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Photonic amplifiers reach commercial performance

A renaissance of rare-earth ions as viable gain media in integrated photonics

08.07.2022 - New device based on silicon nitride photonic integrated circuits generates a record output power.

Erbium-doped fiber amplifiers (EDFAs) can provide gain to the optical signal power in optical fibers, often used in long-distance communi­cation fiber optic cables and fiber-based lasers. Invented in the 1980s, EDFAs are arguably one of the most important inventions, and have profoundly impacted our infor­mation society enabling signals to be routed across the Atlantic and replacing elec­trical repeaters.

What is interesting about erbium ions in optical communi­cations is that they can amplify light in the 1.55 mm wavelength region, which is where silica-based optical fibers have the lowest transmission loss. The unique electronic intra-4-f shell structure of erbium – and rare-earth ions in general – enables long-lived excited states when doped inside host materials such as glass. This provides an ideal gain medium for simul­taneous ampli­fication of multiple infor­mation-carrying channels, with negligible cross-talk, high tempera­ture stability and low noise figure. 

Optical amplification is also used in virtually all laser appli­cations, from fiber sensing and frequency metro­logy, to industrial applications including laser-machining and Lidar. Today, optical amplifiers based on rare-earth ions have become the workhorse for optical frequency combs, which are used to create the world’s most precise atomic clocks. Achieving light amplifi­cation with rare-earth ions in photonic integrated circuit can transform integrated photonics. Already in the 1990s, Bell Laboratories were looking into erbium-doped waveguide amplifiers (EDWAs), but ultimately abandoned them because their gain and output power could not match fiber-based amplifiers, while their fabrication doesn’t work with con­temporary photonic inte­gration manu­facturing techniques.

Even with the recent rise of integrated photonics, renewed efforts on EDWAs have only been able to achieve less than 1 mW output power, which is not enough for many practical appli­cations. The problem here has been high waveguide background loss, high cooperative upconversion – a gain-limiting factor at high erbium concentration, or the long-standing challenge in achieving meter-scale waveguide lengths in compact photonic chips.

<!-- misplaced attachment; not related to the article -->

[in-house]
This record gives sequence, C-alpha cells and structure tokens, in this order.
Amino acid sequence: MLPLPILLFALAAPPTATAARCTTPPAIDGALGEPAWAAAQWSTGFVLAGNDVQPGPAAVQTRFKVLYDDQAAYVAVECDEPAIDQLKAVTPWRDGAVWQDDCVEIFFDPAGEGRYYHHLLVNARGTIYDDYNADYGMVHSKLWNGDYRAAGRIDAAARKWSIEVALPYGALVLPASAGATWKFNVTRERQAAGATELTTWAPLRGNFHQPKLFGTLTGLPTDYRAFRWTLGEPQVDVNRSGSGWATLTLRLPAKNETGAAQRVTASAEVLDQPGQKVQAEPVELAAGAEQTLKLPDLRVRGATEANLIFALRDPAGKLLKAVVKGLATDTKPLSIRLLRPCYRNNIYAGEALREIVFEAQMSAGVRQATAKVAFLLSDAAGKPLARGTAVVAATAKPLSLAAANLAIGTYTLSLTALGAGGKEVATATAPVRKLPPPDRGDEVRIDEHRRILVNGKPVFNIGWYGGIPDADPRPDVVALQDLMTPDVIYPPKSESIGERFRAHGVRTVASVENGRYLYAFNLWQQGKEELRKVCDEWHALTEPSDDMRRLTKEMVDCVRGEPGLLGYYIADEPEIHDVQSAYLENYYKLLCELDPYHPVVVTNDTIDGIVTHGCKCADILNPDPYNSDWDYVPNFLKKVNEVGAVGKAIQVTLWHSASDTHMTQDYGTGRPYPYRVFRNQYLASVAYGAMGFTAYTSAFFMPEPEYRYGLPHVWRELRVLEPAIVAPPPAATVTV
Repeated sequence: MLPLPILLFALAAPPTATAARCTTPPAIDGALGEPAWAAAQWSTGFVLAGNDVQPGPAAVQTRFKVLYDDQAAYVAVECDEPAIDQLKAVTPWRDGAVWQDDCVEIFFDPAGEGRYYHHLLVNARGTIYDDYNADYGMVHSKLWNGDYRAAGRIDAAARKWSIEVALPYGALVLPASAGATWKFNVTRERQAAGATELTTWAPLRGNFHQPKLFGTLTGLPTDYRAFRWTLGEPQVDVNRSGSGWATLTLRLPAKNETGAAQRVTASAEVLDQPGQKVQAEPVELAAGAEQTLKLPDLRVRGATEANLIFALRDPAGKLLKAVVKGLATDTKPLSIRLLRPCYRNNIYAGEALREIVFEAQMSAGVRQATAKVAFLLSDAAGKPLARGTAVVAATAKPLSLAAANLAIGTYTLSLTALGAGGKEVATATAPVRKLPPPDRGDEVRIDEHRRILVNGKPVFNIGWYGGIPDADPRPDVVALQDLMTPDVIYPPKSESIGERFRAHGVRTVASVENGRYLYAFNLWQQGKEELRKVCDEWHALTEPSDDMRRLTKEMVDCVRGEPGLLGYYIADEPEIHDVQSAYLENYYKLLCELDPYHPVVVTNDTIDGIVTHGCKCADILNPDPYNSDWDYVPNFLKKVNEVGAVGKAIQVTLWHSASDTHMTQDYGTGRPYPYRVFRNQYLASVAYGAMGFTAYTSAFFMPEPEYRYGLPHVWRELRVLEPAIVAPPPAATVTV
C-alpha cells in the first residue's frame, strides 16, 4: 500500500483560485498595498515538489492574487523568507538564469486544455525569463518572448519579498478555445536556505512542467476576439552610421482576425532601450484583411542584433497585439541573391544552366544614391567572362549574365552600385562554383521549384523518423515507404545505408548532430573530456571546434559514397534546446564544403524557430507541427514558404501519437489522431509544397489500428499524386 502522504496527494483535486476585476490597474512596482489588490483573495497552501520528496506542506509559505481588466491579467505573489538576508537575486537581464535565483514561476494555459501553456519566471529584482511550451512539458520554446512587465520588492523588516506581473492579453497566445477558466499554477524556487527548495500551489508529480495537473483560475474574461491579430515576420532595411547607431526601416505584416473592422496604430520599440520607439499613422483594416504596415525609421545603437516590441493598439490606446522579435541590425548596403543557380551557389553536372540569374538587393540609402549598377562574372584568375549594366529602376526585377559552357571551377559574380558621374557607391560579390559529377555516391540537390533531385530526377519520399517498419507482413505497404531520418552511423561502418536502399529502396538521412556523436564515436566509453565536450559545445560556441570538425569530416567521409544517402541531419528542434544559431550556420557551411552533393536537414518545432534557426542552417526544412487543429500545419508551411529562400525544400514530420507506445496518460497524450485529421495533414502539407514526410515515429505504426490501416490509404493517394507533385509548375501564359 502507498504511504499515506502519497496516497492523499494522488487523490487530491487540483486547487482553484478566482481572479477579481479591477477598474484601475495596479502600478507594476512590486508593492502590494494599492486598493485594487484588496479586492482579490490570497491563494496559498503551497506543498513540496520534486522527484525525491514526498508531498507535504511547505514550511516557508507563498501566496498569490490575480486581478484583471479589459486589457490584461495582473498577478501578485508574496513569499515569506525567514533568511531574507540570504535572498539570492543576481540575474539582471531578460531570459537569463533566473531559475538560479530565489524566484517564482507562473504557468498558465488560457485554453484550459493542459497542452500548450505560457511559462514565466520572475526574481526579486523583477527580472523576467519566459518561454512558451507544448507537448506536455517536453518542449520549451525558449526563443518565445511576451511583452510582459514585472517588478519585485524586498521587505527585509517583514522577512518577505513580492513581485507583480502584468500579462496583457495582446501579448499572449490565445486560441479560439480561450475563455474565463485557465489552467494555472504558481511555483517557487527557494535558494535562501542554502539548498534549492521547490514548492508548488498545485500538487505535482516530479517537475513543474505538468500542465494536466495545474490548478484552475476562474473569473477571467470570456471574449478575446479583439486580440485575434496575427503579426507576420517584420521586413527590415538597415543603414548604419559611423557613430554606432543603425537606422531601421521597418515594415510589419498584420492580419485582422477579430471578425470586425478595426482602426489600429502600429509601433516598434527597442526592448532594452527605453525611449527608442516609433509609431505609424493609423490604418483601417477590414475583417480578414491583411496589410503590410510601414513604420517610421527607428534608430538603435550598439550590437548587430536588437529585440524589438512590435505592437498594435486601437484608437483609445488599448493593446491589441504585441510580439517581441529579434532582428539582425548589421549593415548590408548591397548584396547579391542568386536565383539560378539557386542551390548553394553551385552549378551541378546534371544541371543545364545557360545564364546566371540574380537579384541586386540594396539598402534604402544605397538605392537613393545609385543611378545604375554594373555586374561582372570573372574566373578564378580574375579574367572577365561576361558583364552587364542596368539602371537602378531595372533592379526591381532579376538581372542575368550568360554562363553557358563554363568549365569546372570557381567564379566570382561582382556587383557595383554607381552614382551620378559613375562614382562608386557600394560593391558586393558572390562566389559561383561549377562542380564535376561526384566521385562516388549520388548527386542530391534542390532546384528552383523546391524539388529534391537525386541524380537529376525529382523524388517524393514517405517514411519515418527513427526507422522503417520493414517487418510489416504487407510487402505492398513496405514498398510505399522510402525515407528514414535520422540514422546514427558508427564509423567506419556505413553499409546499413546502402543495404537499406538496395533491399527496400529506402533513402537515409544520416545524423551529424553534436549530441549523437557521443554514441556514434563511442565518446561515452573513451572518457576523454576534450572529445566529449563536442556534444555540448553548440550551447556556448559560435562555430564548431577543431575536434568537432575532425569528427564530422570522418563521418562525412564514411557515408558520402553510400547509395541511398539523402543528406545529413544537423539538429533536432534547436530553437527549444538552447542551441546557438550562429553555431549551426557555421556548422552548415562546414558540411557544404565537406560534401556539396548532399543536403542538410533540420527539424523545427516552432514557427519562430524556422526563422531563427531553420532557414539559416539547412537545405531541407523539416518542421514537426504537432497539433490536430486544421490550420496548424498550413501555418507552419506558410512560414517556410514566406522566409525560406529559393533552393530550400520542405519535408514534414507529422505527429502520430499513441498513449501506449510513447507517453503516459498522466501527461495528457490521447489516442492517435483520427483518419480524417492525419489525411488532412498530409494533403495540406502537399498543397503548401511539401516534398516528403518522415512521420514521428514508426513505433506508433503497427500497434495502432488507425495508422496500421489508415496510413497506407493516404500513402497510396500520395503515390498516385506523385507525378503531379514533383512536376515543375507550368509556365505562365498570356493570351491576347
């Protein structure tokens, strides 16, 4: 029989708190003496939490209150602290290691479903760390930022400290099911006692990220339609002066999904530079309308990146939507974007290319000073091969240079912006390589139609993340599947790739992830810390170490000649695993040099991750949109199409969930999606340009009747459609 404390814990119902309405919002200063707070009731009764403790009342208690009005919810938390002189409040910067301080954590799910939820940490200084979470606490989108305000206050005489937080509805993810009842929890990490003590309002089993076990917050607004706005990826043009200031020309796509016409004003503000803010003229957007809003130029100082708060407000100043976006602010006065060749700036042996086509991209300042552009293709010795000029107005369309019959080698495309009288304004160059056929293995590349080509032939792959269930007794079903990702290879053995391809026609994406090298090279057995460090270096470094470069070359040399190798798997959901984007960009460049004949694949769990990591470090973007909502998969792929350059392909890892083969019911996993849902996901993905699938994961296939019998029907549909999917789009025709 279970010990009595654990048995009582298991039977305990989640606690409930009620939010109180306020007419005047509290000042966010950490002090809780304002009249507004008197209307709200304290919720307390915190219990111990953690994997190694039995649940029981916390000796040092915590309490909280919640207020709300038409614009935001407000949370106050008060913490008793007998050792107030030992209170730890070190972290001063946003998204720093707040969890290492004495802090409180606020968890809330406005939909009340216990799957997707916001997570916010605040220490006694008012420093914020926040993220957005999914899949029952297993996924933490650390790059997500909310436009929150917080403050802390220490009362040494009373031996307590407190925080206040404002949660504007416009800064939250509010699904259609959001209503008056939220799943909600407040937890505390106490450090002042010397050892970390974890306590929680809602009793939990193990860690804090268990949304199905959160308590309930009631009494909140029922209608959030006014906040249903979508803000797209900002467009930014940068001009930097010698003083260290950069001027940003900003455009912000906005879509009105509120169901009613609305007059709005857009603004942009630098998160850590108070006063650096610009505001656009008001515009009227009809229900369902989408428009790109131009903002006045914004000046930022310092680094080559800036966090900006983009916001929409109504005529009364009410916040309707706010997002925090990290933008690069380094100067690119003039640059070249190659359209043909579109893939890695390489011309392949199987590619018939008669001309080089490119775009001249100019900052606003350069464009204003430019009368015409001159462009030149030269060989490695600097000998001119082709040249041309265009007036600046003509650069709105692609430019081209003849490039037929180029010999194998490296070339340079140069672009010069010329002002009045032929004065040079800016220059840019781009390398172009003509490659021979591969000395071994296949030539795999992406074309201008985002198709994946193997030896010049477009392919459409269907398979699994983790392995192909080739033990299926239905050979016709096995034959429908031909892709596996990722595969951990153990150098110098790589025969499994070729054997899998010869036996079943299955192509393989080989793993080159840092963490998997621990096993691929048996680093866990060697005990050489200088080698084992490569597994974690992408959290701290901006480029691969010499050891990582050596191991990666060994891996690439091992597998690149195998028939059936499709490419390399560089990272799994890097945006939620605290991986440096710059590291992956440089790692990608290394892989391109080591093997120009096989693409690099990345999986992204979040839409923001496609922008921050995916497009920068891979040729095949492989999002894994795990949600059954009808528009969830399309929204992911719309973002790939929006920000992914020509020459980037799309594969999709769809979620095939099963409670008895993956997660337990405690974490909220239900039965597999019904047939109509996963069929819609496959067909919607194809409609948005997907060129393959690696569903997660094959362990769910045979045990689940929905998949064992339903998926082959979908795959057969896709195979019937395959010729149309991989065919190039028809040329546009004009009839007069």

Now, researchers at EPFL, led by Tobias J. Kippenberg, have built an EDWA based on silicon nitride (Si3N4) photonic integrated circuits of a length up to half meter on a millimeter-scale footprint, generating a record output power of more than 145 mW and providing a small-signal net gain above 30 dB, which translates to over 1000-fold amplifi­cation in the tele­communication band in continuous operation. This performance matches the commercial, high-end EDFAs, as well as state-of-the-art hetero­geneously integrated III-V semi­conductor amplifiers in silicon photonics.

“We overcame the longstanding challenge by applying ion implantation – a wafer-scale process that benefits from very low coopera­tive upcon­version even at a very high ion concen­tration – to the ultralow-loss silicon nitride integrated photonic circuits,” says Yang Liu, a researcher in Kippenberg’s lab. “This approach allows us to achieve low loss, high erbium concen­tration, and a large mode-ion overlap factor in compact waveguides with meter-scale lengths, which have previously remained unsolved for decades,” says PhD student Zheru Qiu.

“Operating with high output power and high gain is not a mere academic achieve­ment; in fact, it is crucial to the practical operation of any amplifier, as it implies that any input signals can reach the power levels that are sufficient for long-distance high-speed data trans­mission and shot-noise limited detection; it also signals that high-pulse-energy femto­second-lasers on a chip can finally become possible using this approach,” says Kippenberg.

The breakthrough signals a renais­sance of rare-earth ions as viable gain media in integrated photonics, as appli­cations of EDWAs are virtually unlimited, from optical communi­cations and LiDAR for autonomous driving, to quantum sensing and memories for large quantum networks. It is expected to trigger follow-up studies that cover even more rare-earth ions, offering optical gain from the visible up to the mid-infrared part of the spectrum and even higher output power. (Source: EPFL)

Reference: Y. Liu et al.: A photonic integrated circuit–based erbium-doped amplifier, Science 376, 1309 (2022); DOI: 10.1126/science.abo2631

Link: Center for Quantum Science and Engineering, Swiss Federal Institute of Technology Lausanne EPFL, Lausanne, Switzerland

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